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Searching for purpose at midlife? You're not alone.
“God loves you and has a wonderful plan for your life.”
If you spent time in church circles during your youth, you may have seen this sentence in a tract or heard a variation of it in an evangelistic message. Though the statement was meant to be a simplified introduction to the good news about Jesus, my teenaged self heard in those words a promise that God would give me a clearly-marked map that would guide me through all of the perplexing decisions looming before me: What major should I choose? Where should I live? Who should I marry? Should I get fries with my cheeseburger? (Kidding about that last one.)
Eventually, I learned that God’s wonderful plan for my life was not a set of IKEA assembly instructions, but instead had to do with learning to obey and follow Jesus in the trenches of daily life.
Well, I thought I’d left behind that desire for a map. But a slightly more sophisticated version of that desire reemerged when I moved into my early 40’s. The deaths of both of my parents, an emptying nest, a church implosion, a series of serious health crises, perimenopause, and a relocation left me clinically depressed, spiritually disoriented, and longing for a wonderful plan 2.0 for my life. Frankly, at that point, I would have settled for even a mediocre plan.
Instead, I discovered afresh that God’s wonderful plan for my life still didn’t include a map, nor a reboot of The Greatest Hits of The First Half of My Life, but a close encounter with pair of pruning shears. I’ve heard more than one preacher note that a vinedresser is never nearer to the branches than when he or she is pruning them. It took me several years (I’m a slow learner) to recognize that the pruning that accompanies midlife is meant to cultivate fruitfulness in the second half of our lives. There are no shortcuts. There are no maps.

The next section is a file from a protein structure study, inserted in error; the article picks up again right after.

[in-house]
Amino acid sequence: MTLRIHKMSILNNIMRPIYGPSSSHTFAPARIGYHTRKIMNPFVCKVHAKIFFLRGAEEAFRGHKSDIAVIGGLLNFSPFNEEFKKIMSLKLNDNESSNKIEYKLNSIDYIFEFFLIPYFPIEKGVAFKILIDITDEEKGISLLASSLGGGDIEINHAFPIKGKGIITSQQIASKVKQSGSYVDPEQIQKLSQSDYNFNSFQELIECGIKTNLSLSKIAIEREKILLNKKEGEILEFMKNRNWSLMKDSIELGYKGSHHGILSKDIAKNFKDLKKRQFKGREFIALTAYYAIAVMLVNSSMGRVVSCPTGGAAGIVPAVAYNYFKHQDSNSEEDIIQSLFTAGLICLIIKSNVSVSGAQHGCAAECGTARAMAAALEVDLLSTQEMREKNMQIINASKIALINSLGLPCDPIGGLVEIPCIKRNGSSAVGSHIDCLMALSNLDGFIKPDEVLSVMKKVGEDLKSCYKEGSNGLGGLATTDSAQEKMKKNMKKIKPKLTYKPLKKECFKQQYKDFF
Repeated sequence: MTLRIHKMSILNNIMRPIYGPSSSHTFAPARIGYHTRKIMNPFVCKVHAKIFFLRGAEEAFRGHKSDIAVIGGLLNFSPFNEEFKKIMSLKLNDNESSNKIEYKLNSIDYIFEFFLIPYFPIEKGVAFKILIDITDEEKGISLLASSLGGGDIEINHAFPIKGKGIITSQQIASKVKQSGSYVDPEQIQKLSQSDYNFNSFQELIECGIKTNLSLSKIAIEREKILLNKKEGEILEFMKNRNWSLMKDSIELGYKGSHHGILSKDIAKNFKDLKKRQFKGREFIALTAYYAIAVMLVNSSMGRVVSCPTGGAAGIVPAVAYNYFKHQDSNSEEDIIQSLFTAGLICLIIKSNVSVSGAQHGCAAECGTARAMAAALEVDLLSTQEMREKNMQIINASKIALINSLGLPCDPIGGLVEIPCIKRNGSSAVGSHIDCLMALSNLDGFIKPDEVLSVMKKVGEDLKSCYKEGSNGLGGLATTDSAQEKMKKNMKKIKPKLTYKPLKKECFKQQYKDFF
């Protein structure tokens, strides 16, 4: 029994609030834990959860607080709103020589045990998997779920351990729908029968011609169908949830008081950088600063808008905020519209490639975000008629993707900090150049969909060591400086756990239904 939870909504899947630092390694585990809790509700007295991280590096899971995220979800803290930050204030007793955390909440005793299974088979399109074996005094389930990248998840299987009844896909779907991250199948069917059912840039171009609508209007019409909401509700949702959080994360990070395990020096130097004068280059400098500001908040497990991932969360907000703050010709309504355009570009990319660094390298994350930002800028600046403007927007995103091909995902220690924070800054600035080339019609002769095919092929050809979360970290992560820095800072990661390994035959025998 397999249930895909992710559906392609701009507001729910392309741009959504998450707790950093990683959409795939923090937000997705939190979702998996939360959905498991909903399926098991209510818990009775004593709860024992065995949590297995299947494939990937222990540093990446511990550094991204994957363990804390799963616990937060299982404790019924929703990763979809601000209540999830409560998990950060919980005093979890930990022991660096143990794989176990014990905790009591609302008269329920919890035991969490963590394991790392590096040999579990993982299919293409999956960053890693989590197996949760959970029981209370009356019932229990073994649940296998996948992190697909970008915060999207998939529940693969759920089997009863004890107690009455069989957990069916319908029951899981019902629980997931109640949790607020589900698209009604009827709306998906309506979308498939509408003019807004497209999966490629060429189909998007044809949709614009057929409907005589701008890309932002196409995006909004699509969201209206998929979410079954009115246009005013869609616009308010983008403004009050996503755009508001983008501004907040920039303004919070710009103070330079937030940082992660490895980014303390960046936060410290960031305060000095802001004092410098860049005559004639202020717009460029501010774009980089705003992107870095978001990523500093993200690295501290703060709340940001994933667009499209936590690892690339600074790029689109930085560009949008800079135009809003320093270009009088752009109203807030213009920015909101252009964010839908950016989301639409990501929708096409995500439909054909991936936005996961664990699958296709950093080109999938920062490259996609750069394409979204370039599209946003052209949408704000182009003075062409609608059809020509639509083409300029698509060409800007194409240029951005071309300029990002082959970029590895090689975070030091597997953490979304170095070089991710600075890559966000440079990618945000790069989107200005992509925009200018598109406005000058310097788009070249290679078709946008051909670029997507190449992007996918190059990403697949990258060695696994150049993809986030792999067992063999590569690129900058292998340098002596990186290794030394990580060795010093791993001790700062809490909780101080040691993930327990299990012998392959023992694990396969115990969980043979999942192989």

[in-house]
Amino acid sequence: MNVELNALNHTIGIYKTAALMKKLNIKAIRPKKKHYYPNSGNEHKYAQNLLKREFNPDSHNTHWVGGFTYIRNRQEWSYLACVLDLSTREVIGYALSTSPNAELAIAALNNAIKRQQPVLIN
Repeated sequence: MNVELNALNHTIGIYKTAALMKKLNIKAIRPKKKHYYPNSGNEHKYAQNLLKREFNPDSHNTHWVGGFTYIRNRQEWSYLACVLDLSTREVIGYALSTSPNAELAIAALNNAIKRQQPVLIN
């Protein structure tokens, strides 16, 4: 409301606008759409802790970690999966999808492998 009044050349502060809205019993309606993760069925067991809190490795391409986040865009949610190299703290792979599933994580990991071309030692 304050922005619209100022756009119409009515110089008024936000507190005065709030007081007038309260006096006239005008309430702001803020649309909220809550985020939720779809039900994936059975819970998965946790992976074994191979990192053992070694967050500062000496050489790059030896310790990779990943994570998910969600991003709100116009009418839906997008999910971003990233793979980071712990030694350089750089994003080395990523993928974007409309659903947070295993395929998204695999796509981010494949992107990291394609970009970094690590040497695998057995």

There is, however, the nearness of the vinedresser, who is intent on pruning what will no longer bear fruit in our lives.
If you have a story about how midlife’s pruning has challenged you to a new understanding of your purpose, we’d love to hear from you. We may share some of your stories in a future issue of this newsletter.
Traveling without a map in the company of Jesus,
Michelle Van Loon
Finding your purpose in the third stage of life
By Carole Duff
I remember July 1, 2010 as if it was yesterday. That morning, I attended a STEM planning meeting as the curriculum technologist. Afterward, I cleaned out my corner of the Tech Office, turned in my keys, and said my goodbyes. I’d said goodbye to fulltime parenting eight years prior, but still had a career to define my purpose. Now, walking to my car along the school’s lush, tree-shaded driveway, I sensed this was it: my last day as a teacher. Driving home, I went deep into my heart and prayed: I know this is what you want me to do, but without teaching or parenting, I don’t know who I am anymore or what I’m called to do.
I had entered the third stage of life. And that made me anxious. Very anxious.
In a recent reflection titled “The Second Journey,” Franciscan priest Richard Rohr wrote, “Most of us tend to think of the second half of life as largely about getting old, dealing with health issues, and letting go of our physical life, but I simply don’t believe that’s all there is to it. What looks like falling can largely be experienced as falling upward and onward, into a broader and deeper world, where the soul finds its fullness, is finally connected to the whole, and lives inside the Big Picture.” I understand what Rohr means now. But back in 2010, I wasn’t thinking about a second journey or falling upward. I was just trying to figure out what’s next. Maybe I’d do what my mother did: retire from teaching then go back as a volunteer.